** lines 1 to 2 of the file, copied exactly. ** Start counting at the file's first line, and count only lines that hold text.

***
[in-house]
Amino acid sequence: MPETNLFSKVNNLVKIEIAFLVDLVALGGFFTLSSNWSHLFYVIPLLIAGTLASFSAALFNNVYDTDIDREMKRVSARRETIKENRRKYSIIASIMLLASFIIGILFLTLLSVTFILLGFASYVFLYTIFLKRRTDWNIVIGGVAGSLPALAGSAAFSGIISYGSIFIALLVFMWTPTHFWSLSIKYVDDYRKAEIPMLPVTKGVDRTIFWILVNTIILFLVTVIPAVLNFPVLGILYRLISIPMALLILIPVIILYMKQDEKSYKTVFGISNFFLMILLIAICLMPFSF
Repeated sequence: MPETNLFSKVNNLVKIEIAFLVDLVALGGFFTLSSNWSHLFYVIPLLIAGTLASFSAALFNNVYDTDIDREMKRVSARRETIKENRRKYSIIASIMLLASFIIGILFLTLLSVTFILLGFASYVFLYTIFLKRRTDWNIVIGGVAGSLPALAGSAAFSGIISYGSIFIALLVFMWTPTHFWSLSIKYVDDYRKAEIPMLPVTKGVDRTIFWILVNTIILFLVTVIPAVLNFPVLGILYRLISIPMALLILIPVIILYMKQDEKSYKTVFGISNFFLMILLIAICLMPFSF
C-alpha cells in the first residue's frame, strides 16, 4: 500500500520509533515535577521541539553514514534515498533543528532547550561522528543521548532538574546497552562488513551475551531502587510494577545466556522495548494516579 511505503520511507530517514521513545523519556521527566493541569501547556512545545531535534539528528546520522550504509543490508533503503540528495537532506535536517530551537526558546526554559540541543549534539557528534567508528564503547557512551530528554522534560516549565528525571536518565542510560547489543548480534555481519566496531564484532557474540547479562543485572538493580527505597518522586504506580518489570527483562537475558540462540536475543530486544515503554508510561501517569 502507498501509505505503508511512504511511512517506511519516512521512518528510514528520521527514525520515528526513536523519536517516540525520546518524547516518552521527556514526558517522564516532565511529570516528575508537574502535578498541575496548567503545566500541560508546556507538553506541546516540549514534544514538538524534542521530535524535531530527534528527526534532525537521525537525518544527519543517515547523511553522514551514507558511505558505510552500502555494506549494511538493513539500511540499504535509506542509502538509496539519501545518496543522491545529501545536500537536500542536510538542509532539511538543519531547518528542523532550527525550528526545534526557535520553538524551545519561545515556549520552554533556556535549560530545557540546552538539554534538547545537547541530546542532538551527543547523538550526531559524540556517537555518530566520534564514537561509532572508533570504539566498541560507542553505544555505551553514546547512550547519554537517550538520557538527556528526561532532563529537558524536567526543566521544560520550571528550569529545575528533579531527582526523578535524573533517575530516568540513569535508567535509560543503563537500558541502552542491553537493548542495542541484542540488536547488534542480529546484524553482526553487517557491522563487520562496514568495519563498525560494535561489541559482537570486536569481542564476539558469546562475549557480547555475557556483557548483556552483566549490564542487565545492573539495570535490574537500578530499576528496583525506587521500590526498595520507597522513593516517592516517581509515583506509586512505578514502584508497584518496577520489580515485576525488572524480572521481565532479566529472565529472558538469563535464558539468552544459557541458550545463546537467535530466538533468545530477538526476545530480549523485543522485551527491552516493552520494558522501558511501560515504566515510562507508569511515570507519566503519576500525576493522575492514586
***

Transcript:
[in-house]
Amino acid sequence: MPETNLFSKVNNLVKIEIAFLVDLVALGGFFTLSSNWSHLFYVIPLLIAGTLASFSAALFNNVYDTDIDREMKRVSARRETIKENRRKYSIIASIMLLASFIIGILFLTLLSVTFILLGFASYVFLYTIFLKRRTDWNIVIGGVAGSLPALAGSAAFSGIISYGSIFIALLVFMWTPTHFWSLSIKYVDDYRKAEIPMLPVTKGVDRTIFWILVNTIILFLVTVIPAVLNFPVLGILYRLISIPMALLILIPVIILYMKQDEKSYKTVFGISNFFLMILLIAICLMPFSF